|These pages provide a detailed description of a course for professionals who need to design user interfaces|
|Why do this course?||
|What you will learn||Through this course, you will learn how to design interfaces that are
usable by people. It is not a programming course; rather, you will discover:
|The Audience||This course is oriented towards a diverse audience. Typical attendees
|Course Structure||The course will unfold by examining specific aspects of interface design,
prototyping, and evaluation. Theoretical lectures will be augmented by case studies and
discussions of interface successes and failures. You will apply the theoretical knowledge
learnt to a series of examples that brings you through different parts of the design and
Topics will be selected from the following course outline.
|How to Take the Course||The course can be offered at your site. It can be delivered as is, or
customized to fit particular needs of the customer. Exercises can be developed to
illustrate methods that use systems and/or prototypes of systems being developed by the
customer. Contact Saul Greenberg Consulting for further information and for details about
(firstname.lastname@example.org, 1 403 220 6087 or 1 403 678 4208).
I offer also it through the University of Calgary Faculty of Continuing Education program twice a year. You can find out the dates of the next course by looking at their web site or by phoning their office at 1 403 220-2866.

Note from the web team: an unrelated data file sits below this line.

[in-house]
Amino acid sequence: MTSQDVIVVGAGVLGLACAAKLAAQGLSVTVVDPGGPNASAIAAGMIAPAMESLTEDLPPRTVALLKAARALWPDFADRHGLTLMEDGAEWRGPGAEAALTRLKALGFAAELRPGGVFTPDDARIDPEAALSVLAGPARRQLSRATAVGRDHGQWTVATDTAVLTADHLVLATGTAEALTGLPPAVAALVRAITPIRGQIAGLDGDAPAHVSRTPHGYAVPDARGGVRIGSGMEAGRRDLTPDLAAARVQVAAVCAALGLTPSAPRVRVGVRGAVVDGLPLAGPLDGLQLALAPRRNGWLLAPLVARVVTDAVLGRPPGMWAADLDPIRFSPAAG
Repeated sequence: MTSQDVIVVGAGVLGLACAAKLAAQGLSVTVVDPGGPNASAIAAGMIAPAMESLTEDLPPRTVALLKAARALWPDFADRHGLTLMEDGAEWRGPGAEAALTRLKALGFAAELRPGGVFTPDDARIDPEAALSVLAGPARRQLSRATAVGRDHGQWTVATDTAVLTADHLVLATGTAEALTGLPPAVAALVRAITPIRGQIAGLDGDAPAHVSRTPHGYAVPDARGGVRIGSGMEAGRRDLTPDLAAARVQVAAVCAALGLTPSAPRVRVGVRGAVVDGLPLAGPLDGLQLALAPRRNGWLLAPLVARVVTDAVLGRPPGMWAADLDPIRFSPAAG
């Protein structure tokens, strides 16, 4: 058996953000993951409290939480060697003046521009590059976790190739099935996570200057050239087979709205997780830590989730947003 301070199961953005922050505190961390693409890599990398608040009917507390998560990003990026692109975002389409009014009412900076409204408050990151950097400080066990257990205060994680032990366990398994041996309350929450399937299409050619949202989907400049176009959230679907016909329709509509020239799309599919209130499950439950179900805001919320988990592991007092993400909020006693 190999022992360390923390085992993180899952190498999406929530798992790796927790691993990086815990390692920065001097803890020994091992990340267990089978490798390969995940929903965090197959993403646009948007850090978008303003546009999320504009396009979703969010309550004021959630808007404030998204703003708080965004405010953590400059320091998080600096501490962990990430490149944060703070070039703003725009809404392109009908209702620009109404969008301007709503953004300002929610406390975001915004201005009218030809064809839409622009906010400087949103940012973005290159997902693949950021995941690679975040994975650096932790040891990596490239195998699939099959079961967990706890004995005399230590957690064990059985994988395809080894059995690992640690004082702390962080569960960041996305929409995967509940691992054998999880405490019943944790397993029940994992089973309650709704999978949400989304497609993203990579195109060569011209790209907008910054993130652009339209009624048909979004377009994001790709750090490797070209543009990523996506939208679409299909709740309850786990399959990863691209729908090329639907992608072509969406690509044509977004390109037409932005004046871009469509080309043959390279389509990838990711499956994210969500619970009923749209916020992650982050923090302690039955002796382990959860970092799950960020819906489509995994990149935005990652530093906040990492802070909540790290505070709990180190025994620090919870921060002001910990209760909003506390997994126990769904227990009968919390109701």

|For Further Information||
|The Instructor||Saul Greenberg is an
Associate Professor of Computer Science at the University of Calgary. He regularly teaches
introductory and advanced courses on human computer interaction at both the undergraduate
and graduate level, as well as to industry. His course has been featured in the
ACM SIGCHI Bulletin, as well as the ACM Interactions magazine.
Saul Greenberg is an active researcher in Human Computer Interaction, and now specializes in Groupware. He is the author and editor of several books, including "The Computer User as Toolsmith" (Cambridge University Press, 1993), "Computer Supported Cooperative Work and Groupware" (Academic Press, 1992), "Groupware for Real Time Drawing" (McGraw Hill, Europe), and "Readings in Human Computer Interaction: Towards the Year 2000" (Morgan-Kauffman, 1995). He has served on many academic reviews committees, and is on the editorial board of the "International Journal of Human Computer Studies", and "Computer Supported Cooperative Work".